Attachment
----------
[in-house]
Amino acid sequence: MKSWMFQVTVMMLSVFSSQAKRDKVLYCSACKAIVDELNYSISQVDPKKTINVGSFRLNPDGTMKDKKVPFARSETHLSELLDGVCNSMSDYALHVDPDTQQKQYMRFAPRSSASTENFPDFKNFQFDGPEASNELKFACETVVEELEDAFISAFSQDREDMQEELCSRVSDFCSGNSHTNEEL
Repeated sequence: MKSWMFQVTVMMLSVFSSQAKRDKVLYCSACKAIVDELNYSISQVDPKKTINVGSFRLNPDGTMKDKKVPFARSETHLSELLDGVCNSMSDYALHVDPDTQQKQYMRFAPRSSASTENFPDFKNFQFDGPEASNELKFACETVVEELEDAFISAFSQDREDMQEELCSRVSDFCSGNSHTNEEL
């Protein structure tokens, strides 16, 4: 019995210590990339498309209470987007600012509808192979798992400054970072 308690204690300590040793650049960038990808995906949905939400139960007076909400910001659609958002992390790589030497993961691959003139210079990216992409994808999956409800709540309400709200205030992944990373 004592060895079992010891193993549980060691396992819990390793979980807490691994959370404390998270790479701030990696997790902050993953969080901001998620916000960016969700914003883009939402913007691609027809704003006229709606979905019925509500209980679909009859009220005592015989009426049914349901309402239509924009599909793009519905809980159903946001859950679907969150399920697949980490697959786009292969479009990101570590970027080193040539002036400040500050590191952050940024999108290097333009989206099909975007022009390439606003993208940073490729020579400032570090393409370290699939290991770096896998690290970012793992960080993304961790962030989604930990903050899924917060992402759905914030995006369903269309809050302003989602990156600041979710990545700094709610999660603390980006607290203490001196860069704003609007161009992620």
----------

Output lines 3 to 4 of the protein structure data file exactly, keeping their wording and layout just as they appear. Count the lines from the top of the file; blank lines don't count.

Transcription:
Repeated sequence: MKSWMFQVTVMMLSVFSSQAKRDKVLYCSACKAIVDELNYSISQVDPKKTINVGSFRLNPDGTMKDKKVPFARSETHLSELLDGVCNSMSDYALHVDPDTQQKQYMRFAPRSSASTENFPDFKNFQFDGPEASNELKFACETVVEELEDAFISAFSQDREDMQEELCSRVSDFCSGNSHTNEEL
């Protein structure tokens, strides 16, 4: 019995210590990339498309209470987007600012509808192979798992400054970072 308690204690300590040793650049960038990808995906949905939400139960007076909400910001659609958002992390790589030497993961691959003139210079990216992409994808999956409800709540309400709200205030992944990373 004592060895079992010891193993549980060691396992819990390793979980807490691994959370404390998270790479701030990696997790902050993953969080901001998620916000960016969700914003883009939402913007691609027809704003006229709606979905019925509500209980679909009859009220005592015989009426049914349901309402239509924009599909793009519905809980159903946001859950679907969150399920697949980490697959786009292969479009990101570590970027080193040539002036400040500050590191952050940024999108290097333009989206099909975007022009390439606003993208940073490729020579400032570090393409370290699939290991770096896998690290970012793992960080993304961790962030989604930990903050899924917060992402759905914030995006369903269309809050302003989602990156600041979710990545700094709610999660603390980006607290203490001196860069704003609007161009992620």